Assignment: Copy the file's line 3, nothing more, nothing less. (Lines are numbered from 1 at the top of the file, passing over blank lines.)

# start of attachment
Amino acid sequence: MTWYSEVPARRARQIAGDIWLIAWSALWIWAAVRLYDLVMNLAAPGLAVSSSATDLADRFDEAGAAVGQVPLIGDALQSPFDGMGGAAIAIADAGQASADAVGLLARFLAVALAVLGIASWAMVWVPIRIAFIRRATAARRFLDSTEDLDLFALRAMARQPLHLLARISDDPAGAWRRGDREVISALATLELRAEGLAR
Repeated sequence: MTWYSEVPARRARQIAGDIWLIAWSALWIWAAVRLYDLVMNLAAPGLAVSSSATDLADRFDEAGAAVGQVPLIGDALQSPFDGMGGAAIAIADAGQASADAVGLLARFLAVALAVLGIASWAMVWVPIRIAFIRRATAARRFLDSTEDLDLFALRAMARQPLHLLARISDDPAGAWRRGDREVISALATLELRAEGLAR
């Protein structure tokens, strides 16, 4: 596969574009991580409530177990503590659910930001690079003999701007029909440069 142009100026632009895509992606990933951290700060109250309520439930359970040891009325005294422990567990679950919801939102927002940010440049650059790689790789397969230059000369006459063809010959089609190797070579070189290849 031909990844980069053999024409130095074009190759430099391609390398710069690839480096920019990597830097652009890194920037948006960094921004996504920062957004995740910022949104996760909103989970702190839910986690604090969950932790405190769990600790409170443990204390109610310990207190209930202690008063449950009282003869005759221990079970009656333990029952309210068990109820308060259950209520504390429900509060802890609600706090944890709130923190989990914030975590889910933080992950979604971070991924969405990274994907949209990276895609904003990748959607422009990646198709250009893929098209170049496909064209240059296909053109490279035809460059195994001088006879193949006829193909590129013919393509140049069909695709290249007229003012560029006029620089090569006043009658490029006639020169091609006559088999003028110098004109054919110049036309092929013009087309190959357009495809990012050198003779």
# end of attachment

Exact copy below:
């Protein structure tokens, strides 16, 4: 596969574009991580409530177990503590659910930001690079003999701007029909440069 142009100026632009895509992606990933951290700060109250309520439930359970040891009325005294422990567990679950919801939102927002940010440049650059790689790789397969230059000369006459063809010959089609190797070579070189290849 031909990844980069053999024409130095074009190759430099391609390398710069690839480096920019990597830097652009890194920037948006960094921004996504920062957004995740910022949104996760909103989970702190839910986690604090969950932790405190769990600790409170443990204390109610310990207190209930202690008063449950009282003869005759221990079970009656333990029952309210068990109820308060259950209520504390429900509060802890609600706090944890709130923190989990914030975590889910933080992950979604971070991924969405990274994907949209990276895609904003990748959607422009990646198709250009893929098209170049496909064209240059296909053109490279035809460059195994001088006879193949006829193909590129013919393509140049069909695709290249007229003012560029006029620089090569006043009658490029006639020169091609006559088999003028110098004109054919110049036309092929013009087309190959357009495809990012050198003779």